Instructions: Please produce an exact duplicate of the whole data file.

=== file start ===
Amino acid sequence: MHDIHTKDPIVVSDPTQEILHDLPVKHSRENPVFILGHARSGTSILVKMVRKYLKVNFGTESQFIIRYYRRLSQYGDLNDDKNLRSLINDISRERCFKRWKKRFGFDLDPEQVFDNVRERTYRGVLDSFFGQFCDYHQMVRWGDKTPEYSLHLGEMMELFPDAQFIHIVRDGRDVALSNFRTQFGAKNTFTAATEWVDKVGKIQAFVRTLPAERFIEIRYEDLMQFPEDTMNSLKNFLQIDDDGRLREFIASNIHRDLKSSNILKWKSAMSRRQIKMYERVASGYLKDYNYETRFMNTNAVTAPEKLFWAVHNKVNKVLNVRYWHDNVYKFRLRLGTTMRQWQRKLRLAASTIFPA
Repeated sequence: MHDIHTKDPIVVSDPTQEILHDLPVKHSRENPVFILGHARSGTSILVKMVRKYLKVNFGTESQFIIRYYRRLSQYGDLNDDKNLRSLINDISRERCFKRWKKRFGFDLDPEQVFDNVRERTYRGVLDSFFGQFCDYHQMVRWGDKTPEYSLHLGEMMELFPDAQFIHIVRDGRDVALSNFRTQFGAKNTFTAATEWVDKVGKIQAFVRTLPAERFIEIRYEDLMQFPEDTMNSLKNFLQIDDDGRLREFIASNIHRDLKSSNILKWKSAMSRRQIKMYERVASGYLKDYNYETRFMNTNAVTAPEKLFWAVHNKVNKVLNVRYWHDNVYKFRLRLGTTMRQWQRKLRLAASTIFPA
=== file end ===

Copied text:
Amino acid sequence: MHDIHTKDPIVVSDPTQEILHDLPVKHSRENPVFILGHARSGTSILVKMVRKYLKVNFGTESQFIIRYYRRLSQYGDLNDDKNLRSLINDISRERCFKRWKKRFGFDLDPEQVFDNVRERTYRGVLDSFFGQFCDYHQMVRWGDKTPEYSLHLGEMMELFPDAQFIHIVRDGRDVALSNFRTQFGAKNTFTAATEWVDKVGKIQAFVRTLPAERFIEIRYEDLMQFPEDTMNSLKNFLQIDDDGRLREFIASNIHRDLKSSNILKWKSAMSRRQIKMYERVASGYLKDYNYETRFMNTNAVTAPEKLFWAVHNKVNKVLNVRYWHDNVYKFRLRLGTTMRQWQRKLRLAASTIFPA
Repeated sequence: MHDIHTKDPIVVSDPTQEILHDLPVKHSRENPVFILGHARSGTSILVKMVRKYLKVNFGTESQFIIRYYRRLSQYGDLNDDKNLRSLINDISRERCFKRWKKRFGFDLDPEQVFDNVRERTYRGVLDSFFGQFCDYHQMVRWGDKTPEYSLHLGEMMELFPDAQFIHIVRDGRDVALSNFRTQFGAKNTFTAATEWVDKVGKIQAFVRTLPAERFIEIRYEDLMQFPEDTMNSLKNFLQIDDDGRLREFIASNIHRDLKSSNILKWKSAMSRRQIKMYERVASGYLKDYNYETRFMNTNAVTAPEKLFWAVHNKVNKVLNVRYWHDNVYKFRLRLGTTMRQWQRKLRLAASTIFPA